Students are the essential ingredient in the magic of this place. As we look to the future, we must find ways to help them afford Wake Forest. At the moment our financial aid endowment per student is among the lowest of any top-ranked university. The packages we offer students require more loan commitment than any of our peers. It is essential that we recommit ourselves to the preservation of opportunity for any qualified student.
At the center of our efforts to preserve opportunity will be the Endowment for Wake Forest Scholars, which will reduce debt burden for students who fall into the gap between ability to pay and the current availability of need-based financial aid. We must preserve the opportunity for students to graduate without crushing debt burdens.
The Campaign will also include scholarships for other students with special gifts and interests: for example, artists and performers, debaters, scientists and mathematicians, and student athletes.
At Wake Forest, we believe that personal attention and interest is essential to the learning process. The magic of the teacher-scholar ideal is not simply that faculty devote somewhat more time to teaching than research. The magic of the engagement we seek is that faculty are actually interested in and committed to their students.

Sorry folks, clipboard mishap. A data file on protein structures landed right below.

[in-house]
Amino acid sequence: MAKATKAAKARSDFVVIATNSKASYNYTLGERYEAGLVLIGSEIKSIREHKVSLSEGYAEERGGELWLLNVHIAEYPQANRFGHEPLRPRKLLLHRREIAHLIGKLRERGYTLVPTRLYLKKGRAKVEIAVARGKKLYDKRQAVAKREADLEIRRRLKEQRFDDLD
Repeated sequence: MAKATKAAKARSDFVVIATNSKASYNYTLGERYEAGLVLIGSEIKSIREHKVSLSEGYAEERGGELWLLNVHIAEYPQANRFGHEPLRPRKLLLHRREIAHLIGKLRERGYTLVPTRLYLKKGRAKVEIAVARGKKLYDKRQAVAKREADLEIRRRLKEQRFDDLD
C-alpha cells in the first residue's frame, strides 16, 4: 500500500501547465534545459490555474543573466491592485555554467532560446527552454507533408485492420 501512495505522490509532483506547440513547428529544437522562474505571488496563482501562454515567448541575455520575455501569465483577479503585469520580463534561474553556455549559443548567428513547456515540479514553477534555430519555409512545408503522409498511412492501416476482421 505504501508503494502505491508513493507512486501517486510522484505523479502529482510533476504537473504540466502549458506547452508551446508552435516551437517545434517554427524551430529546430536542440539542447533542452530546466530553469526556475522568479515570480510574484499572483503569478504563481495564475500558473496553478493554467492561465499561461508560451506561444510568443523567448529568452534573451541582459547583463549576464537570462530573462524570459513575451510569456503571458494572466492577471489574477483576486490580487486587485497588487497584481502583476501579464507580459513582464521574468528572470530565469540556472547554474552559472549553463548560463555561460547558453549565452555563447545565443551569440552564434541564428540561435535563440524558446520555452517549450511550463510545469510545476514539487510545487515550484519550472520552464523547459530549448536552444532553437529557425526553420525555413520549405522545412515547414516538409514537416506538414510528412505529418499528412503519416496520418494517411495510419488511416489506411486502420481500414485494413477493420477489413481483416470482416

We know that the most powerful predictor of academic success at any level is when teachers believe that students can achieve. Why is this the case? Why does real personal interest often light the fire of insight and exploration? I think the answer is simple: students come to know they matter, and that is a game-changer when it comes to motivation.
I have been reading Provost Emeritus Ed Wilson’s (’43) new book, Volume 5 in the History of Wake Forest from 1967-83. In his preface, he takes special note of one faculty member and assistant dean, Dr. Bob Dyer, who worked with Dr. Wilson for 24 years and in his mind captured the magic of Wake Forest tradition and values: “I watched students as they came to see him. Some came because they needed advice; he gave it freely and wisely and sometimes with startling directness and candor. Some came because they were in trouble; he helped them find a way out. Some came because they were lonely; he offered himself as a friend. Some came because they were [separated from their homes and communities]; he told them he loved them. Some came because they were poor; he gave them money. Some came because they had no place to live; he gave them a room in his house. No one who came remained outside the embrace of his arms. The rest of us in the office were, I think, kind and helpful people too. But Bob was more than kind and helpful. He gave others his home, his heart, himself.” That is the heritage that we uphold.